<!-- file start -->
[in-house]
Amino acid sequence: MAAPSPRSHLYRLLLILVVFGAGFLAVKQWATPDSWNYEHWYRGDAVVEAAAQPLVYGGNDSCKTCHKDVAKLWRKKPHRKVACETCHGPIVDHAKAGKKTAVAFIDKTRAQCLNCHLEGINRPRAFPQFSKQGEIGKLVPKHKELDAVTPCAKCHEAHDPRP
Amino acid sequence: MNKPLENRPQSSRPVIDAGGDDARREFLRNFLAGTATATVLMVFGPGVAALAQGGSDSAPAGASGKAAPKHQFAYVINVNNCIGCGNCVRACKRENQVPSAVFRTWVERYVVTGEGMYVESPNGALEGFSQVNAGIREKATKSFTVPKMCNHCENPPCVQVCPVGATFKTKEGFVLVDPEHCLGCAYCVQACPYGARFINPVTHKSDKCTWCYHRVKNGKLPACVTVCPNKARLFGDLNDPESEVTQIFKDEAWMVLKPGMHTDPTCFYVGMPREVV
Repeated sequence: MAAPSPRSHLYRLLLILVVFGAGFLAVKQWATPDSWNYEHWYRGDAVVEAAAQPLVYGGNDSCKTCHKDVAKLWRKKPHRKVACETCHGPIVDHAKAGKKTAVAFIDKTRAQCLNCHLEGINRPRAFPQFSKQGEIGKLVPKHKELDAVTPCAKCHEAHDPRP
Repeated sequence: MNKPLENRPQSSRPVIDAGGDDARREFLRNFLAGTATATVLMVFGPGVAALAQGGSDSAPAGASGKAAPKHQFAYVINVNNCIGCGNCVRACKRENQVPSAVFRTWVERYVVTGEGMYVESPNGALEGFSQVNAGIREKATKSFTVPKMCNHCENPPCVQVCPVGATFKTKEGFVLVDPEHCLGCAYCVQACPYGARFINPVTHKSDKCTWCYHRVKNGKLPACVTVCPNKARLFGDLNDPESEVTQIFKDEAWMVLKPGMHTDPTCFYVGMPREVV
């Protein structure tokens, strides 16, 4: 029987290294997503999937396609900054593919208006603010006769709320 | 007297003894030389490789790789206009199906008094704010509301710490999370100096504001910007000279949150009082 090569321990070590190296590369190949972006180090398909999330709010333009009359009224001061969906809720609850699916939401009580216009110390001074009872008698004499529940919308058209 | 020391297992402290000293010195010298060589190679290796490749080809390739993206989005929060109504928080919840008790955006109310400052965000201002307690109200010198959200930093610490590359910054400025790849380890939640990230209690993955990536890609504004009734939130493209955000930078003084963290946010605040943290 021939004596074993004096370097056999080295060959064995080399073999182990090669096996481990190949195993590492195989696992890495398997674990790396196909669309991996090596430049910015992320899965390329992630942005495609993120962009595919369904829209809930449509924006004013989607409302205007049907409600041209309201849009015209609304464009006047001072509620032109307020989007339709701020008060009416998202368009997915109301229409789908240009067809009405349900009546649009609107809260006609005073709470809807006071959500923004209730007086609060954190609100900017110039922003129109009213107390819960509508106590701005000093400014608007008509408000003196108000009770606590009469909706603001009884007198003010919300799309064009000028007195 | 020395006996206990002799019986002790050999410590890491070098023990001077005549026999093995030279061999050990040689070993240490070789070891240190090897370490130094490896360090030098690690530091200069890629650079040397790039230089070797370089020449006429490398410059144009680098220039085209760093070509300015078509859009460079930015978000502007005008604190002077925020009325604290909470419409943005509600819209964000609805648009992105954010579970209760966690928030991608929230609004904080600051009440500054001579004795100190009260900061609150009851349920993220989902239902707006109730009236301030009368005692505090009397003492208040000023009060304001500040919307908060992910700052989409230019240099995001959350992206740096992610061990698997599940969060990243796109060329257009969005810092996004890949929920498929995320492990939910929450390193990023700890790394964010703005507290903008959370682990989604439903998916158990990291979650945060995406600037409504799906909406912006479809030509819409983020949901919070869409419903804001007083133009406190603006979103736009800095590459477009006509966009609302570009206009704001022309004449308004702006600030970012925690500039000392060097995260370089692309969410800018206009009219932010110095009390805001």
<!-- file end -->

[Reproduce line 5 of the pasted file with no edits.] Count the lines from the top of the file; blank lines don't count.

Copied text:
Repeated sequence: MNKPLENRPQSSRPVIDAGGDDARREFLRNFLAGTATATVLMVFGPGVAALAQGGSDSAPAGASGKAAPKHQFAYVINVNNCIGCGNCVRACKRENQVPSAVFRTWVERYVVTGEGMYVESPNGALEGFSQVNAGIREKATKSFTVPKMCNHCENPPCVQVCPVGATFKTKEGFVLVDPEHCLGCAYCVQACPYGARFINPVTHKSDKCTWCYHRVKNGKLPACVTVCPNKARLFGDLNDPESEVTQIFKDEAWMVLKPGMHTDPTCFYVGMPREVV